Paramount // 1971 // 114 Minutes // Rated PG-13
Reviewed by Judge Patrick Naugle // December 16th, 2003
"Roy, just talk nicely and she'll come out."
"We've had 'nice talking,' now we're gonna have 'door breaking.'"
-- Walter Matthau and Lee Grant, Plaza Suite
Welcome to the Plaza Suite, a hotel where hearts are broken, mended, and laughed at. In Neil Simon's adaptation of his hit theatrical play, Plaza Suite features funnyman Walter Matthau in three very different roles. In the first story Matthau plays Sam Nash, a businessman staying with his wife, Karen (Maureen Stapleton, Airport), on the eve of their anniversary. Little does Karen know that Sam's infidelities are about to bubble to the surface of their marriage with hilarious and heartbreaking consequences. In the second story Matthau is Jesse Kiplinger, a famous Hollywood producer in town with only one thing on his mind: hanky panky! His target: an old flame (Barbara Harris, Peggy Sue Got Married), now married with children. In the last story, Matthau is Roy Hubley, the proud father of Mimsey (Jenny Sullivan, V: The Final Battle), who is supposedly getting married -- if he can only get her out of the bathroom! With his frustrated wife (Lee Grant, Defending Your Life) by his side and a slew of wedding guests waiting near the altar, Roy is about to discover that "happily ever after" doesn't start 'till the bride leaves the commode.
Need proof that Walter Matthau was one of the funniest guys on the planet? Pick up Neil Simon's Plaza Suite, a movie featuring three vignettes with Matthau at the center of each of them. Whether he's playing a philandering husband, a sleazy movie producer, or a frustrated parent, Matthau is the embodiment of comedy. His hound dog mug and rubberized limbs should give you two solid hours worth of hearty belly laughs. At the center of Simon's funny, engrossing movie is the idea that love comes in many forms and is always more complicated than it seems. The three stories, woven together by the setting of the Plaza Suite, are of varying quality. The best is the last one, featuring Matthau at his frustrated, blustering best. As he attempts to woo his daughter out of the washroom, anything can go wrong...and pretty much does. From nearly breaking his shoulder while attempting to break down the door to being caught in the rain while navigating the terrace to the washroom, this is truly Simon at his funniest and wittiest. In the first story, Simon's tone is slightly more serious. Stapleton is great as Matthau's wife, a woman who seems to be suffering from having a husband who just doesn't care enough to make her feel loved. Matthau also pulls in a good performance as a man trying to cover up his adulterous ways, and poorly, I might add. Though the middle story doesn't sink the ship, it's the weakest link in the chain. Barbara Harris spends most of the time deflecting Matthau's advances while he piles on the compliments and alcohol (booze: the answer to and cause of all of life's troubles). Though there are funny bits in this vignette, overall it's slight and not half as good as the first and last. Taken as a whole, however, Plaza Suite still offers some great entertainment and laughs, including a dozen or so wonderful zingers shot off by the late, great Walter Matthau. Checkout may be at 11:00, but the fun doesn't have to stop with this DVD edition of Plaza Suite!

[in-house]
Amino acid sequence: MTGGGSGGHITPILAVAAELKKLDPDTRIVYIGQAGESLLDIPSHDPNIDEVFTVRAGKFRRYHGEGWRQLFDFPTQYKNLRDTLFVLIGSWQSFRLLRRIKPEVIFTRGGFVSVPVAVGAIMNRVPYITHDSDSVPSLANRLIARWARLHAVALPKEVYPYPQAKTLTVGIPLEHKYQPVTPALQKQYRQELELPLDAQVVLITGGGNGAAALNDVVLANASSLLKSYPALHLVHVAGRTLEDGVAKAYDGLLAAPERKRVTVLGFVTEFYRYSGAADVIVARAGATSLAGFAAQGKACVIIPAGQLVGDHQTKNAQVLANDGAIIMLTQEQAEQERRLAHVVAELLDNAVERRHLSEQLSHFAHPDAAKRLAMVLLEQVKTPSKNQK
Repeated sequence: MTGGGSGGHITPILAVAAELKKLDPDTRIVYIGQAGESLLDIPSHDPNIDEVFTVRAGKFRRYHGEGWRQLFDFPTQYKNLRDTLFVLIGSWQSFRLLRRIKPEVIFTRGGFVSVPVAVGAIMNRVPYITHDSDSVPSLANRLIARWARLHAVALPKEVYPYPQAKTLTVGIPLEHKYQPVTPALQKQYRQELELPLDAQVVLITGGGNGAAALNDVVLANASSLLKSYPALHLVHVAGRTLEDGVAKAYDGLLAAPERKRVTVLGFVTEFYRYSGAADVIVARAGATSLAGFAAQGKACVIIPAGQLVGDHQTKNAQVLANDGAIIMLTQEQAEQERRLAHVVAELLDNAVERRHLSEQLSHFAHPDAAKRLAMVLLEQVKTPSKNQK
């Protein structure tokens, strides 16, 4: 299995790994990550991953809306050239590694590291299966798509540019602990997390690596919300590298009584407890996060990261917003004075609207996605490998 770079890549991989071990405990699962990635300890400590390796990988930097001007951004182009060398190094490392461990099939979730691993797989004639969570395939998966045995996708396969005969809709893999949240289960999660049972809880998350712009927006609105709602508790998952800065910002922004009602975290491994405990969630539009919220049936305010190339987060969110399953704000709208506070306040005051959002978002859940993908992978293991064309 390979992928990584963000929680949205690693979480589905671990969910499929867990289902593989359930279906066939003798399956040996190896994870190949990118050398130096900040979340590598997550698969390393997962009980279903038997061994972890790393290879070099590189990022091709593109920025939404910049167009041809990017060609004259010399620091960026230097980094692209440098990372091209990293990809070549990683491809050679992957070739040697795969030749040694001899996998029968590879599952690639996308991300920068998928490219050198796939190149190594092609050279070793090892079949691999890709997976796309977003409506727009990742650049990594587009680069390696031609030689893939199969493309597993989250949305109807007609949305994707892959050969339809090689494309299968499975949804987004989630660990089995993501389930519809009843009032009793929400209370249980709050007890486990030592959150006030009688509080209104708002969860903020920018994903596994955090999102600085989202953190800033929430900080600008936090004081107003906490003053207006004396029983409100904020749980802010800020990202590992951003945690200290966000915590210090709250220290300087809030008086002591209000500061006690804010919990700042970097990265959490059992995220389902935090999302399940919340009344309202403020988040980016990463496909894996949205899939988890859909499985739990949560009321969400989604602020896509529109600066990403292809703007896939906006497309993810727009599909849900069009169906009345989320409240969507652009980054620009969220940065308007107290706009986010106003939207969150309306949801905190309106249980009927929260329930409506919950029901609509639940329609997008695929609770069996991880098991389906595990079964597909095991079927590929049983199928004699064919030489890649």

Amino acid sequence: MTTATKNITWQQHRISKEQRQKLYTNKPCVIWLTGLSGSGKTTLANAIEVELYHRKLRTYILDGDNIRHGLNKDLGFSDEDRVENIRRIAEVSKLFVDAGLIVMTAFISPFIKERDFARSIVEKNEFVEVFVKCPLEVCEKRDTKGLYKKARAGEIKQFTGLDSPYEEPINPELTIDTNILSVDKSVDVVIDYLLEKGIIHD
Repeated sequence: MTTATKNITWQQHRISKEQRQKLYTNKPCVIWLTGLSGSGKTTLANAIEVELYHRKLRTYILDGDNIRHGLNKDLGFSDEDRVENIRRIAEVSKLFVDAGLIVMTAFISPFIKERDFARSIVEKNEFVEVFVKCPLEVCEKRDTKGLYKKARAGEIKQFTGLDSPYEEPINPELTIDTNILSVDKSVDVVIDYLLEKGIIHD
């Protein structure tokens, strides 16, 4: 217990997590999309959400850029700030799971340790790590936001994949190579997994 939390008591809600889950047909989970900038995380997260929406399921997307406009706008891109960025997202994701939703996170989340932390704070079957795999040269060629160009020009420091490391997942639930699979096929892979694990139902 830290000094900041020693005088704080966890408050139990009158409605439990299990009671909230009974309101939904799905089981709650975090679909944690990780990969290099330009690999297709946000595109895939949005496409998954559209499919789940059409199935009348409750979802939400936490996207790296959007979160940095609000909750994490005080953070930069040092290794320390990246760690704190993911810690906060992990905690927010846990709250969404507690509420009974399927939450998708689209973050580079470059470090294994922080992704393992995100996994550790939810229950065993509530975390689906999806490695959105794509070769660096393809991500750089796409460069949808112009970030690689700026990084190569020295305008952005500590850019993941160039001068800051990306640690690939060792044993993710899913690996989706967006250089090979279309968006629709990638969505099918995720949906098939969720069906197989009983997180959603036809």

Plaza Suite is presented is 1.85:1 anamorphic widescreen. Paramount has produced a fine looking print of this film, even if it sports a few inconsistencies. There are moments where grain and dirt show up, as well as small amount of edge enhancement. However, the bulk of the transfer is filled with solid colors and dark black levels. Those who've had to suffer through shoddy VHS versions will be more than happy with this newly minted DVD transfer. The soundtrack is presented in Dolby Digital 1.0 Mono in English and French. Much like the video transfer, this soundtrack is good, but not fantastic. It's mono, which means there isn't much in the way of fidelity or dynamic range -- the dialogue, music, and effects are clear, which is the most important aspect of the mix. Also included on this disc are English subtitles.
There are many rooms in the Plaza Suite, but little in the way of extra features. Like most Paramount catalog titles, Plaza Suite doesn't include a single supplemental feature.
Review content copyright © 2003 Patrick Naugle; Site layout and review format copyright © 1998 - 2014 HipClick Designs LLC
Scales of Justice
* 1.85:1 Anamorphic
* Dolby Digital 1.0 Mono (English)
Running Time: 114 Minutes
Release Year: 1971
MPAA Rating: Rated PG-13